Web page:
Stephanie Sorkin: “Write what comes from the heart”

Shut down negativity whether it comes from social media, friends, family or even yourself! When I first decided to publish my book, some friends and family who heard the idea but not the story itself, questioned how I would sell a book on such a niche topic. After a while, my own inner voice had […]

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Shut down negativity whether it comes from social media, friends, family or even yourself! When I first decided to publish my book, some friends and family who heard the idea but not the story itself, questioned how I would sell a book on such a niche topic. After a while, my own inner voice had me asking those questions, as well. The truth is, if you have a good product, everything else will fall into place.

As part of my interview series on the five things you need to know to become a great author, I had the pleasure of interviewing Stephanie Sorkin.

Stephanie Sorkin is the award-winning author of“Nutley, the Nut-free Squirrel”,“Chocolate Shoes with Licorice Laces”and“Frenemy Jane, the Sometimes Friend”. Her fourth and latest book,“Am I A Unicorn?”will be released on December 8, 2020, to educate children on the value of acceptance and the beauty in differences. A member of the Society of Children’s Book Writers and Illustrators, Ms. Sorkin donates a portion of her books proceeds to various charities supporting children. Ms. Sorkin has appeared in the New York Times Style Section and written numerous articles for national publications. As a food allergy advocate, she spends her time visiting schools in the tri-state area, discussing the inspiration behind her books and the importance of creativity. Stephanie lives in New York with her husband and 3 kids.

Thank you so much for joining us! Can you share a story about what brought you to this particular career path?

I started writing at a very young age in about kindergarten. I would write poems and line my family up to begrudgingly listen to them.

Luckily, my mom saved everything! It’s really fun to look at things that I wrote as a child because I remember thinking at the time that my writing was so profound! It’s similar to a musician listening to themselves play an instrument at 5. If nothing else, it’s a good laugh.

A little later on, while I was still in elementary school, I began to write stories that my mom would illustrate… I tied the books together with shipping twine, gift wrapping ribbon, whatever I found around the house! My favorite one was called, “Jumpy the Frog in ‘It’s OK to be Different!’” about a pink frog living in a green frog world.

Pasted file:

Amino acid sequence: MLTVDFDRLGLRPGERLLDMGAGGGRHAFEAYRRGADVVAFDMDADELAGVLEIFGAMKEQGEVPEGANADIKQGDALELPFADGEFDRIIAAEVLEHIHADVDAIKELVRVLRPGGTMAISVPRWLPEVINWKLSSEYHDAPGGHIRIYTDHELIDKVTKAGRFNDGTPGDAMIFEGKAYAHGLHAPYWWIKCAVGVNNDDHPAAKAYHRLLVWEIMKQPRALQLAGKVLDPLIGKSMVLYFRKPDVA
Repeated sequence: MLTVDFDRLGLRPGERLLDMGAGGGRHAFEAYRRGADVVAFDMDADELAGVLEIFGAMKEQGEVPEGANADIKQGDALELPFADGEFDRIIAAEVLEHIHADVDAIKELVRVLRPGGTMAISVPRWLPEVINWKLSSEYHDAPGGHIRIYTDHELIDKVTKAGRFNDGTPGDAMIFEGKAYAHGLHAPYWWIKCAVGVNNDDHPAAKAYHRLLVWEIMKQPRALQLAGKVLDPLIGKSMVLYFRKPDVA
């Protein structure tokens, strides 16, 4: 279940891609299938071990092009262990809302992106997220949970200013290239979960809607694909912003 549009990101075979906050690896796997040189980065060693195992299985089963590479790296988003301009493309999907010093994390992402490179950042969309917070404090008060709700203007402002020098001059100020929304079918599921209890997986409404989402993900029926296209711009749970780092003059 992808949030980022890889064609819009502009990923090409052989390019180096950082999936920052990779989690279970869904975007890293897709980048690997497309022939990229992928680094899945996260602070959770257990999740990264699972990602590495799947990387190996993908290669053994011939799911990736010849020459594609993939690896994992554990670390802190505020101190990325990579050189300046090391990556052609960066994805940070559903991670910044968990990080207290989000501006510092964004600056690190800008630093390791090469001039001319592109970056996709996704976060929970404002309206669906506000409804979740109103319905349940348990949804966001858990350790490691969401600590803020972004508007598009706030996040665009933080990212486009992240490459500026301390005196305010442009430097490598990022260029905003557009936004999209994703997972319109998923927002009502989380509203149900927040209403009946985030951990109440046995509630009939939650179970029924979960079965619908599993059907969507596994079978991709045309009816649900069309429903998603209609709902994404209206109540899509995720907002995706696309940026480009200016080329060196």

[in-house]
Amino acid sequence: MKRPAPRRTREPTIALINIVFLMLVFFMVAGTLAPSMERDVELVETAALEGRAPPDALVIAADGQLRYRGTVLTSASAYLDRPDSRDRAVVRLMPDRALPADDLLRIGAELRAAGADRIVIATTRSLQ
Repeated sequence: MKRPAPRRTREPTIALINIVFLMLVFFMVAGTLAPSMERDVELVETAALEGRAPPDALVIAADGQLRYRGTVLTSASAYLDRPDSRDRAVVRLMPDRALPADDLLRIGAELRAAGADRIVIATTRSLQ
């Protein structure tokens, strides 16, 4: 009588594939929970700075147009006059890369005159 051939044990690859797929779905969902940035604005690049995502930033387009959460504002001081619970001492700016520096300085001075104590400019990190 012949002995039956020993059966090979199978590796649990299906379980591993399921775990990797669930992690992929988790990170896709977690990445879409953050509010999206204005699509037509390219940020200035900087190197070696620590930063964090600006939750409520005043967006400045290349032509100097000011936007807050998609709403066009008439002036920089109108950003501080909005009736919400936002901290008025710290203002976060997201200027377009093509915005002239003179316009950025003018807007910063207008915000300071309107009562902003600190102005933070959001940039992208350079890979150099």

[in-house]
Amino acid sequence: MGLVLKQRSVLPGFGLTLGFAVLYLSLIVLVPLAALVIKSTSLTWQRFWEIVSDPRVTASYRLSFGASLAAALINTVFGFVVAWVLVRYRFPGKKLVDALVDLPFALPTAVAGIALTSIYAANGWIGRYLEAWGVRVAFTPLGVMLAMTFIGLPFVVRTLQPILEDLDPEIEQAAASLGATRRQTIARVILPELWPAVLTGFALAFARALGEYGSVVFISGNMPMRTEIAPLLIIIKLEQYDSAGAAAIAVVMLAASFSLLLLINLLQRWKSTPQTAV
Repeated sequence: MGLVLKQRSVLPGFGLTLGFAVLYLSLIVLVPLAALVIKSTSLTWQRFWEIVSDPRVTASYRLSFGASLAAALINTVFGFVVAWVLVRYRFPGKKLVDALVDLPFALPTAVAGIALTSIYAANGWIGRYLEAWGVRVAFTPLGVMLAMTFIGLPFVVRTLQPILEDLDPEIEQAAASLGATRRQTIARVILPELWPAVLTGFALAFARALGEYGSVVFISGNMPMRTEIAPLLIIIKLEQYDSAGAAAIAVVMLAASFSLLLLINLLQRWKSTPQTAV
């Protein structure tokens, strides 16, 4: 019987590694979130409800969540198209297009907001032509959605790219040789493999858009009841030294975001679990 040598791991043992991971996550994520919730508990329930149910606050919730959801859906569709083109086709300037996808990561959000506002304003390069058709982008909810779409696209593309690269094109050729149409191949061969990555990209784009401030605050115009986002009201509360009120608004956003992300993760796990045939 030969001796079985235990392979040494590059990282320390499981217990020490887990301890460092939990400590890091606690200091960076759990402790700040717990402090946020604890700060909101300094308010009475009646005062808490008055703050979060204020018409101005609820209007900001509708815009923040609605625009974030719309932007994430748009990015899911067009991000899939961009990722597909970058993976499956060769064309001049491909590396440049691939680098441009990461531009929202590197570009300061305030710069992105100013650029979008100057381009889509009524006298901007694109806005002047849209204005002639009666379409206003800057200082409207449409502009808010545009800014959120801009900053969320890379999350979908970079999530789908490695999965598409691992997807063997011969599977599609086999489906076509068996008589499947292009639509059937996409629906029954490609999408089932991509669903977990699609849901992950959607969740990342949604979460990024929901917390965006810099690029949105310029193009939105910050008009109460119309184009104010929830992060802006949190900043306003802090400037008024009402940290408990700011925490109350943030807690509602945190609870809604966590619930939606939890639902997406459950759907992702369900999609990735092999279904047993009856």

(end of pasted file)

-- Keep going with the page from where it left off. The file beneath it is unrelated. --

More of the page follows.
Before COVID, I would bring this book with me to school visits. Looking at the frayed pages and old ribbon, I use it as a reminder of how far I’ve come. It also serves as an inspiration to the students that you have to start somewhere!

What’s interesting is that my story’s theme of being different, acceptance, inclusion and diversity resonates in my current work.

Fast forward 20 years…when I met Hilary Knight, the illustrator behind the infamous “Eloise” books and author of many other books. It was a life changing moment for me, as there was an actual person behind the genius of the pictures. Although I don’t illustrate my books myself, it motivated me in a way that is hard to express…I guess you’d call it my “AH-HA” moment. For some reason, at that point, producing a children’s book had more of a tangible feeling to it, more of a reality, meeting this person behind the magic of children’s literature. Oddly, it made it seem within my reach, even though I was standing before a successful ICON, it still felt like something that I could do!

Can you share the most interesting story that occurred to you in the course of your career?

Something very interesting happened when I visited a school for children with Special Needs. The kids were mixed ages with the oldest being about 10 years old. **A disclaimer, it was towards the beginning of the school year and it’s possible that the teachers did not thoroughly know each student** The teachers had called me to discuss the proposed presentation and how I should adjust it to the children’s needs and their attention spans. I gave them a rough draft of how the new presentation would go and they were satisfied. It was not exactly what I wanted, but I figured that they knew better than I did. A few weeks later during my visit, I started the presentation and I could tell that the kids were bored and not engaged, as I had simplified things. I decided to go with my gut instinct and went back to my original presentation even though that was not the plan. The kids listened and focused just as well, if not better, than other regular needs students that I had visited. They asked meaningful, insightful questions and had incredible senses of humor! I think that we all learned a lesson that day and thankfully I’ve carried it with me as I continue to visit a variety of schools.